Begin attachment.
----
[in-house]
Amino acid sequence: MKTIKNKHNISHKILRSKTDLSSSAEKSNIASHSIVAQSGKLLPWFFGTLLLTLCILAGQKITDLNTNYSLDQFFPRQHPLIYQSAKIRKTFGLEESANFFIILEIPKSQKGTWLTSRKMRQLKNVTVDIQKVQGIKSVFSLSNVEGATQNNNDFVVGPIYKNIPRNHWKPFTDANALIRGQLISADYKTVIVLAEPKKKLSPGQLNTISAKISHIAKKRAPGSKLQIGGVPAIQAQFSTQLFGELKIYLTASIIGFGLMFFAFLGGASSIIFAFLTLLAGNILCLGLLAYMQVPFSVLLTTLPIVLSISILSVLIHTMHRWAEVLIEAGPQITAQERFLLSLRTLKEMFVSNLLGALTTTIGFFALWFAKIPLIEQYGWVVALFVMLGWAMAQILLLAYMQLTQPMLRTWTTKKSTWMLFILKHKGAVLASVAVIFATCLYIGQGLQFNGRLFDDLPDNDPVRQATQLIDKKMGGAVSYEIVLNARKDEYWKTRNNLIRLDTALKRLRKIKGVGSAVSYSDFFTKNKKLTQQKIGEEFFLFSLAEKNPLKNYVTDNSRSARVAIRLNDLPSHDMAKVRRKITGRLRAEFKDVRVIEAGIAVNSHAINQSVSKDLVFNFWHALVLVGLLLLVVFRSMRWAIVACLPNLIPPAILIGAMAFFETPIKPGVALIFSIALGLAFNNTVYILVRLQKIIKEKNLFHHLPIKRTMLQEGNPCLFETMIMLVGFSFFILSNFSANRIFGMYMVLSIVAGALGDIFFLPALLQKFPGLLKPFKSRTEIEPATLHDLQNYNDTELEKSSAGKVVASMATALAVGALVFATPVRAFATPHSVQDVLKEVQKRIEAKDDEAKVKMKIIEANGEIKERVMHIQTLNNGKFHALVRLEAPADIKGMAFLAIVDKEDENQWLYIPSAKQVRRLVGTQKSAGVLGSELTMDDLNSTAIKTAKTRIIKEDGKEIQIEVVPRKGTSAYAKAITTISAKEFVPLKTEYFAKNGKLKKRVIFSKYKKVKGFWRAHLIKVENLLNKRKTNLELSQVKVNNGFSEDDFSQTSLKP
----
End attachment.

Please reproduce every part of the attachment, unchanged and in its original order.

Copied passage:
[in-house]
Amino acid sequence: MKTIKNKHNISHKILRSKTDLSSSAEKSNIASHSIVAQSGKLLPWFFGTLLLTLCILAGQKITDLNTNYSLDQFFPRQHPLIYQSAKIRKTFGLEESANFFIILEIPKSQKGTWLTSRKMRQLKNVTVDIQKVQGIKSVFSLSNVEGATQNNNDFVVGPIYKNIPRNHWKPFTDANALIRGQLISADYKTVIVLAEPKKKLSPGQLNTISAKISHIAKKRAPGSKLQIGGVPAIQAQFSTQLFGELKIYLTASIIGFGLMFFAFLGGASSIIFAFLTLLAGNILCLGLLAYMQVPFSVLLTTLPIVLSISILSVLIHTMHRWAEVLIEAGPQITAQERFLLSLRTLKEMFVSNLLGALTTTIGFFALWFAKIPLIEQYGWVVALFVMLGWAMAQILLLAYMQLTQPMLRTWTTKKSTWMLFILKHKGAVLASVAVIFATCLYIGQGLQFNGRLFDDLPDNDPVRQATQLIDKKMGGAVSYEIVLNARKDEYWKTRNNLIRLDTALKRLRKIKGVGSAVSYSDFFTKNKKLTQQKIGEEFFLFSLAEKNPLKNYVTDNSRSARVAIRLNDLPSHDMAKVRRKITGRLRAEFKDVRVIEAGIAVNSHAINQSVSKDLVFNFWHALVLVGLLLLVVFRSMRWAIVACLPNLIPPAILIGAMAFFETPIKPGVALIFSIALGLAFNNTVYILVRLQKIIKEKNLFHHLPIKRTMLQEGNPCLFETMIMLVGFSFFILSNFSANRIFGMYMVLSIVAGALGDIFFLPALLQKFPGLLKPFKSRTEIEPATLHDLQNYNDTELEKSSAGKVVASMATALAVGALVFATPVRAFATPHSVQDVLKEVQKRIEAKDDEAKVKMKIIEANGEIKERVMHIQTLNNGKFHALVRLEAPADIKGMAFLAIVDKEDENQWLYIPSAKQVRRLVGTQKSAGVLGSELTMDDLNSTAIKTAKTRIIKEDGKEIQIEVVPRKGTSAYAKAITTISAKEFVPLKTEYFAKNGKLKKRVIFSKYKKVKGFWRAHLIKVENLLNKRKTNLELSQVKVNNGFSEDDFSQTSLKP